If you asked me if this mooncake taste nice? I will answer yes especially if you like the traditional Teochew mooncake – la pia (朥饼）。For Teochew La Pia recipe, you can refer to this post: Teochew Traditional Moon cake (潮汕朥饼）
However, I am rather uneasy to issue this recipe because I cannot find the right positioning or classification of this mooncake. I have no justification that this mooncake belong to Teochew cuisines.
This recipe was circulated in Chinese Facebook group and a few Chinese bloggers who claimed that this is “Teochew Mei Cai Mooncake” or “潮州梅菜月饼“。Facebook member are selling the mooncake in West Malaysia but I cannot find any additional information pertaining to this mooncake besides from the few Malaysian Chinese bloggers. I posted in Facebook at Taiwanese group, Hong Kong Group, Singapore Teochew Group, no member have ever seen that..
I Google hard in the internet, I cannot find images also. The nearest I can find is Suzhou style Mei Cai fresh meat mooncake (苏式梅菜鲜肉月饼) but that is savoury and used fresh meat just like in the picture above. Though Teochew mooncake is famous for their flaky crust, Suzhou mooncake also have flaky crust and the method of preparation are similar.
After much ponder, the only justification I have is it is a regional mooncake possibly common in Setapak, Kuala Lumpur and promoted by a Teochew restaurant in Malaysia. It can be this restaurant’s own creation by mixing mei cai to the sweet tausa filling but the label did not label it as Teochew mooncake. Most will know meicai is well liked by Hakka and Cantonese and there are minimum Teochew cuisines uses meicai but why others termed them as Teochew mooncake?
Therefore, I have firmly decided not to term this mooncake to have any Teochew relations because I strongly believed it is linked to the Suzhou style instead of Teochew style.. Cakes prepared by a Teochew restaurant does not mean it is of Teochew origin and it can be a fusion unless it is documented somewhere about the origin. Whatever it is, for those who want a change, you can try this mooncake.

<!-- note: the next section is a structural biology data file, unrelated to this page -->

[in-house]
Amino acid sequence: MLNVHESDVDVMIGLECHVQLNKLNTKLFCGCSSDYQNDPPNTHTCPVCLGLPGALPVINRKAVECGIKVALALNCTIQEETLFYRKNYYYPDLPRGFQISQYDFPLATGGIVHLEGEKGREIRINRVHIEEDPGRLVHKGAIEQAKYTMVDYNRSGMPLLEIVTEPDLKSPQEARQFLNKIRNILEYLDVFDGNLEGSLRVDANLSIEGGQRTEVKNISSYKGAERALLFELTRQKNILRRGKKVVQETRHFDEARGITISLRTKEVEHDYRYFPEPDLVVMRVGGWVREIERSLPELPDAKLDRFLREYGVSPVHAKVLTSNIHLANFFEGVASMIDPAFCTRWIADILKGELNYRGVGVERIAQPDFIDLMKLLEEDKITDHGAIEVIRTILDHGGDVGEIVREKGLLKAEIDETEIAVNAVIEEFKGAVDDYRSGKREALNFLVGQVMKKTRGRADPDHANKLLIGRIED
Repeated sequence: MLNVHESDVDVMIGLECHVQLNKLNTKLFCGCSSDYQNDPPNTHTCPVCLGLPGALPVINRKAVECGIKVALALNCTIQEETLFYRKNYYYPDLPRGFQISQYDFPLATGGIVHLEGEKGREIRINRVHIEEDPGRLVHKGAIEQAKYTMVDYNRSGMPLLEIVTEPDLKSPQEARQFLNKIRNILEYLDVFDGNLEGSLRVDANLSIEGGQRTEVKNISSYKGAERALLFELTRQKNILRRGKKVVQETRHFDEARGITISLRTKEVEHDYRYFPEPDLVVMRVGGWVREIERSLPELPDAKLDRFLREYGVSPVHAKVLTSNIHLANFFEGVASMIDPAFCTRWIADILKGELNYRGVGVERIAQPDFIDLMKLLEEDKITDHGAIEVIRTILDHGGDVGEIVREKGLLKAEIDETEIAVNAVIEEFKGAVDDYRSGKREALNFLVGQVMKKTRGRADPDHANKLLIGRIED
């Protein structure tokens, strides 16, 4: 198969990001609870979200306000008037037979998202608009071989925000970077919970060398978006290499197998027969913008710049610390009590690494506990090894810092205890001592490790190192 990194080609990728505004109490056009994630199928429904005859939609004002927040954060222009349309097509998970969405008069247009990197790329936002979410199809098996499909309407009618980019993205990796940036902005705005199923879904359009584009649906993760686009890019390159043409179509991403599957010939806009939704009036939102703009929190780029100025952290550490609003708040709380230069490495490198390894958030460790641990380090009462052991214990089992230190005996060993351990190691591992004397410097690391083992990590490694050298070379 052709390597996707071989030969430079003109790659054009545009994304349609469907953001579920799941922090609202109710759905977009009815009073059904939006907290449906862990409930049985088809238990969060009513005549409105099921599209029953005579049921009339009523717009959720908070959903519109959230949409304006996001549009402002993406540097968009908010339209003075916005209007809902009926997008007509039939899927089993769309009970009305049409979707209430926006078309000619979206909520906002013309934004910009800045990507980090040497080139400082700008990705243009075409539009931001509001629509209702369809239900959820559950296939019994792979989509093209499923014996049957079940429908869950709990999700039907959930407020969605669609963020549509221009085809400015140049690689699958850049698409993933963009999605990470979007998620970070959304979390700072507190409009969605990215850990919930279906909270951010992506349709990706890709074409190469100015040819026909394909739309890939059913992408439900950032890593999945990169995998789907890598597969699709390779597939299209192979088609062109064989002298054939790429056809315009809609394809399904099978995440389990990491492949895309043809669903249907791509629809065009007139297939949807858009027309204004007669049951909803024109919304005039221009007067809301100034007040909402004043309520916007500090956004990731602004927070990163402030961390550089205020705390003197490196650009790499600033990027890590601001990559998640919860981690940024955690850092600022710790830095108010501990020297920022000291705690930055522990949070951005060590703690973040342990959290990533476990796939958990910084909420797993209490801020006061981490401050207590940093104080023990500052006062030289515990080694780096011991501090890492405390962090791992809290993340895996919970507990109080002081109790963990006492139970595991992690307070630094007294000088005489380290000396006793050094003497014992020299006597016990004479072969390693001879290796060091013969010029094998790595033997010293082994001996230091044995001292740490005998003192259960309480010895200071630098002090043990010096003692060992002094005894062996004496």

WHAT IS REQUIRED
Servings: Prepared 4 small mooncake
- 150 grams of mung bean paste
- 50 grams of mei cai (梅菜）preferably sweet mei cai
- 20 grams of toasted white sesame seeds
- 35 grams of candied winter melon cubes
- 10 grams of candied tangerine (optional)
- 50 grams of plain flour （普通面粉）
- 25 grams of vegetable shortening or lard or peanut oil or other fats (白油或猪油或其他油）
- 50 grams of plain flour （普通面粉）
- 15 grams of vegetable shortening or lard or peanut oil or other fats (白油或猪油或其他油）
- 25 grams of plain water (白水）
- 3 grams of salt (盐巴）
STEPS OF PREPARATION
- Soak the mei cai for at least half an hour, drained and cut into small pieces. Dry fry in a non stick pan under medium heat until aromatic. Set aside for cooling.
- Put all the filling ingredients together. Stir until well mixed. Divide equally into 4 portions and shape it round. Set aside.
- Put the plain flour, lard or other oils and salt in a mixing bowl. Add the cold water and use a pair of chopsticks to stir until it forms a sticky dough. Lightly transfer to a floured surface and knead until it forms a smooth dough. Put it back to the mixing bowl, cover with a clingy wrap and let it rest for at least 20 minutes before dividing into 4 portions.
- For the oil dough, add the oil to the flour and lightly knead until it forms a dough. The dough can be slightly sticky but do not worry. Divide into 4 portions.
- Pre-heat the oven to 190 degree Celsius.
- Lightly pressed down the water dough, put a ball of oil dough at the centre. Seal the oil dough with the water dough, shape round again, set aside and let it rest for at least 10 minutes.
- Take a ball, use a rolling pin to roll the ball into a rectangular shape as evenly and as thin as possible. Roll it up like you are preparing Swiss roll. Turn the “Swiss roll” direction with the shorter side pointing at you. Use a rolling pin to roll it again in a rectangular shape as evenly and as thin as possible. Roll it up again like you are preparing Swiss roll.
- Take a rolled dough, use the rolling pin to flatten it into a circle shape. Put a filling ball on top of the rolled dough, seal the edges, shape it round and use the rolling pin to lightly flatten it so that it looks like a disc shape. Use some thing to chop a red mark at the centre of the cake. Bake in the pre-heated oven of 190 degree Celsius for 25-30 minutes or until the desired colour tone.
The origin of this mooncake is unclear but personally I think that people who named it as Teochew mooncake need to be responsible so as not to mislead consumers diners and readers. Teochew Meicai Mooncake will not be the same as Meicai mooncake…Though flaky crust is commonly thought as Teochew but it is also be a traditional Suzhou cuisine. Personally, I liked the mooncake and have gave two to my neighbours. If you want a change, you can give it a try.
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